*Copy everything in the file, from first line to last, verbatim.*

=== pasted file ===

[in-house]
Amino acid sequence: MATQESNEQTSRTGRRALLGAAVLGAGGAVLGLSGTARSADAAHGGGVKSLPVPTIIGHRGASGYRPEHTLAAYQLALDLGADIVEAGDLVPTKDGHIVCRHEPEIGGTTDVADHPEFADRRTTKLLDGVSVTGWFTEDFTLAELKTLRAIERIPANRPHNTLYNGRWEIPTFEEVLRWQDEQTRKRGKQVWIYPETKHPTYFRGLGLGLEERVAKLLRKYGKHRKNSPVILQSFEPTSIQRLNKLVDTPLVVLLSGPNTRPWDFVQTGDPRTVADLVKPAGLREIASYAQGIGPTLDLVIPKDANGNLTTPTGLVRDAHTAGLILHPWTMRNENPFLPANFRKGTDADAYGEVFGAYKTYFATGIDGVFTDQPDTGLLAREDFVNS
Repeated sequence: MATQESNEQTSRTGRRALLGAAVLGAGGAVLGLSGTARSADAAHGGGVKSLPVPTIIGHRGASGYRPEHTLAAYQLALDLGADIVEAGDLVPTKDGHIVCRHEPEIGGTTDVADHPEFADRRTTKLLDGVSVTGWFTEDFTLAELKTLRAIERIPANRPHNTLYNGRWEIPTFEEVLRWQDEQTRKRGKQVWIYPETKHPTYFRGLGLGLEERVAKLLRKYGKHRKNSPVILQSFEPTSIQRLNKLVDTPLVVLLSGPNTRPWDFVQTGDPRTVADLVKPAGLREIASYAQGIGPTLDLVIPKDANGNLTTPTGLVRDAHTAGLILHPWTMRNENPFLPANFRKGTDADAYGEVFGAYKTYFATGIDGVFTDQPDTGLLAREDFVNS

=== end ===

[in-house]
Amino acid sequence: MATQESNEQTSRTGRRALLGAAVLGAGGAVLGLSGTARSADAAHGGGVKSLPVPTIIGHRGASGYRPEHTLAAYQLALDLGADIVEAGDLVPTKDGHIVCRHEPEIGGTTDVADHPEFADRRTTKLLDGVSVTGWFTEDFTLAELKTLRAIERIPANRPHNTLYNGRWEIPTFEEVLRWQDEQTRKRGKQVWIYPETKHPTYFRGLGLGLEERVAKLLRKYGKHRKNSPVILQSFEPTSIQRLNKLVDTPLVVLLSGPNTRPWDFVQTGDPRTVADLVKPAGLREIASYAQGIGPTLDLVIPKDANGNLTTPTGLVRDAHTAGLILHPWTMRNENPFLPANFRKGTDADAYGEVFGAYKTYFATGIDGVFTDQPDTGLLAREDFVNS
Repeated sequence: MATQESNEQTSRTGRRALLGAAVLGAGGAVLGLSGTARSADAAHGGGVKSLPVPTIIGHRGASGYRPEHTLAAYQLALDLGADIVEAGDLVPTKDGHIVCRHEPEIGGTTDVADHPEFADRRTTKLLDGVSVTGWFTEDFTLAELKTLRAIERIPANRPHNTLYNGRWEIPTFEEVLRWQDEQTRKRGKQVWIYPETKHPTYFRGLGLGLEERVAKLLRKYGKHRKNSPVILQSFEPTSIQRLNKLVDTPLVVLLSGPNTRPWDFVQTGDPRTVADLVKPAGLREIASYAQGIGPTLDLVIPKDANGNLTTPTGLVRDAHTAGLILHPWTMRNENPFLPANFRKGTDADAYGEVFGAYKTYFATGIDGVFTDQPDTGLLAREDFVNS